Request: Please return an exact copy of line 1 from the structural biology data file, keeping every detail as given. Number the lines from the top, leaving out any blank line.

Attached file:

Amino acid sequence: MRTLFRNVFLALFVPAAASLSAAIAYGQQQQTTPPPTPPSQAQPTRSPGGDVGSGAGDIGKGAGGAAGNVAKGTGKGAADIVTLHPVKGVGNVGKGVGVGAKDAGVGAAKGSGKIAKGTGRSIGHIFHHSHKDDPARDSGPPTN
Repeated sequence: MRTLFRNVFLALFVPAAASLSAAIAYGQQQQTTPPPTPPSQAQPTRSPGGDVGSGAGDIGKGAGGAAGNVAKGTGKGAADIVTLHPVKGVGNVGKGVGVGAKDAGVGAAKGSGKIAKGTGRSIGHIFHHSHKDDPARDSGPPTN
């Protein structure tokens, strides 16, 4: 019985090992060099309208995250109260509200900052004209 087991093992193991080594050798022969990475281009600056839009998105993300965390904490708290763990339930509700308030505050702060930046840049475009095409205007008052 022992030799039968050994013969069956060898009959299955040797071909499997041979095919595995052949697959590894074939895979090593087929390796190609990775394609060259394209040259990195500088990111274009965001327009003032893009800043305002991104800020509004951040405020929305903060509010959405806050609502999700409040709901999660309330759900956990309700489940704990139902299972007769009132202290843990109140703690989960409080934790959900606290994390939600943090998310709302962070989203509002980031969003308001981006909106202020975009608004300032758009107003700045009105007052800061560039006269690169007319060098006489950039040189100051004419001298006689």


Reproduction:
Amino acid sequence: MRTLFRNVFLALFVPAAASLSAAIAYGQQQQTTPPPTPPSQAQPTRSPGGDVGSGAGDIGKGAGGAAGNVAKGTGKGAADIVTLHPVKGVGNVGKGVGVGAKDAGVGAAKGSGKIAKGTGRSIGHIFHHSHKDDPARDSGPPTN